Yet another danger to your charging system is a powerful surge emanating from the engine alternator and sizzling any controller or regulator not rated for the alternator’s output. Small, unprotected controllers for alternative charging devices have been known to burn quickly, spewing noxious smoke upon the engine’s starting. A switch, fuse, or protective diode — or better yet, all three — between the battery and the control device will safeguard the device from harm.
Combining energy sources
A convenient way to manage alternative power sources is to combine them in one controller. Boost Energy’s configurable regulator combines the Ampair wind generator’s input with a solar panel array and is adaptable to a 12- or 24-volt battery bank. In addition to two input ports, the system also has two output ports, allowing you to distribute power to separate battery banks.
The Rutland 913 Windcharger, a wind generator built by Marlec Engineering of Corby Northants, U.K., may be coupled with a solar panel of up to 50 watts with the optional SR200 controller. The SR200 is a shunt-type regulator housed with an ammeter, dual battery voltage LEDs, fuses, and a switch for charging one or two isolated battery banks.
SES Flexcharge of Charlevoix, Miss., offers a fascinating little apparatus they call the NC25A Ultra High Efficiency 25-Ampere Solar and Wind System Charging System Controller. Roughly the size of a single-patty cheeseburger, the NC25A combines alternative energy charging systems from 0.1 amp to 25 amps and is expandable to 35, 60 or 100 amps for larger charging systems. Flexcharge claims an incredible 99.9 percent efficiency rate for the NC25A. And rather than shifting through bulk, taper and float charge levels, the little controller adjusts itself gradually depending on the precise levels of charge demanded by the dual battery banks.
The NC25A’s charge-divert feature routes excess charging energy to other tasks, such as refrigeration or a water heater, or back to a permanent magnet charging source, such as a wind generator, in order to dissipate energy and, in this case, to reduce turbine speed in high wind conditions. The charge-divert feature activates only after the battery banks have reached their full charge.
The Flexcharge family of controllers has played a vital role in seismic and geological research, an industry that demands instruments of high precision and close-tolerance calibration, explains company founder Don Seelye. On A22A, an iceberg the size of Delaware in Antarctica, Flexcharge controllers regulate charging systems employed to power GPS tracking equipment. The company’s charge controllers are also at work on a joint project by the University of California, Jet Propulsion Laboratory and NASA, supplying power from solar panels and wind generators for equipment measuring tectonic deformation in the West Antarctic rift system.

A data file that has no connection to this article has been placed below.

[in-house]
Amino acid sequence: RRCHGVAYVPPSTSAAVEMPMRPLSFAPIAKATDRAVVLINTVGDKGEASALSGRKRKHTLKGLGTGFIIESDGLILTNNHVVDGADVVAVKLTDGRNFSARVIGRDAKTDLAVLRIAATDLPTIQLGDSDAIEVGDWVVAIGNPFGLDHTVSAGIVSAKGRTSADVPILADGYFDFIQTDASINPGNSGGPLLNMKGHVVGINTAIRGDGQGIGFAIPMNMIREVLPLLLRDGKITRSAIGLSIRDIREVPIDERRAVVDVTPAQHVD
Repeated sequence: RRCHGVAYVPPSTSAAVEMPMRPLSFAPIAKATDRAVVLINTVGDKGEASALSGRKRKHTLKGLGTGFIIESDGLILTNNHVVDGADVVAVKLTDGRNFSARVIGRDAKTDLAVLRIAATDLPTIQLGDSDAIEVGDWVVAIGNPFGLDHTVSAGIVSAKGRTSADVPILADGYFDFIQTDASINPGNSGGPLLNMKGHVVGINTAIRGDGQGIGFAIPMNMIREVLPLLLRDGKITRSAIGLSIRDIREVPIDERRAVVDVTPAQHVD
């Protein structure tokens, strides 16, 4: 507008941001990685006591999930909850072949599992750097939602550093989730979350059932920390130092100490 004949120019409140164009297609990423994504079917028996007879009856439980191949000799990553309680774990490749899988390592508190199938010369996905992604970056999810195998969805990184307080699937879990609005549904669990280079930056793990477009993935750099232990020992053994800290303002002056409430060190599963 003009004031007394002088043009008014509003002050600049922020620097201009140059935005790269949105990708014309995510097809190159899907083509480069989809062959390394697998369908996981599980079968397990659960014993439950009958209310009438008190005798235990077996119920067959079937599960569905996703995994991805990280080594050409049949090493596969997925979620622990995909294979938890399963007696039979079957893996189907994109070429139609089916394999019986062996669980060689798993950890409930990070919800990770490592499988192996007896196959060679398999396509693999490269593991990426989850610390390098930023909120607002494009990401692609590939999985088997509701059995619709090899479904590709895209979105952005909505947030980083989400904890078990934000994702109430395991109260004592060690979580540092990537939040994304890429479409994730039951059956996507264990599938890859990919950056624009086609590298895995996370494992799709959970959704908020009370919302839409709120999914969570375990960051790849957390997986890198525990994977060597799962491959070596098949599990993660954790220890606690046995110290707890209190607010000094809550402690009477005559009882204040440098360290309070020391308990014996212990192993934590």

The final touch on your multisource charging system should be a dual bank battery monitor, such as the Xantrex Link 2000, which indicates charge source output as well as battery charge. The Link 2000 includes an extra shunt for the engine alternator in order to bring battery charge to maximum capacity.
Voyagers Richard and Kathy de Grasse, who installed an Air-X on their vessel as an adjunct to the solar panels, offer testimony to the advantages of a well designed, properly installed wind generator. Richard writes, “When we are motoring, all three house batteries are being charged. In the event of low batteries, we could, with simultaneous wind and solar charging, shut off all electrical equipment on the boat and bring the batteries up enough in a few hours to start the diesel.” (“Voyagers recount wind generator installation,” Ocean Navigator, July/August 2002.)
As long as you are not using your vessel’s battery banks to run the anchor windlass or an arc welder with the engine off, you can expect your alternative energy sources and charging controls to keep the beer cold, the pressurized water hot and the cabin fans whirring with little or no maintenance for many years.
Bill Morris completed a circumnavigation, two-thirds single-handed, via the Suez and Panama canals aboard his 1966 Cal 30 Saltaire. He believes the main reason for the success of the voyage was his preference for manual systems wherever practical, and dependence on alternative energy to power a minimal array of essential electronics. Morris’ book, The Windvane Self-Steering Handbook, was published by International Marine in March 2004.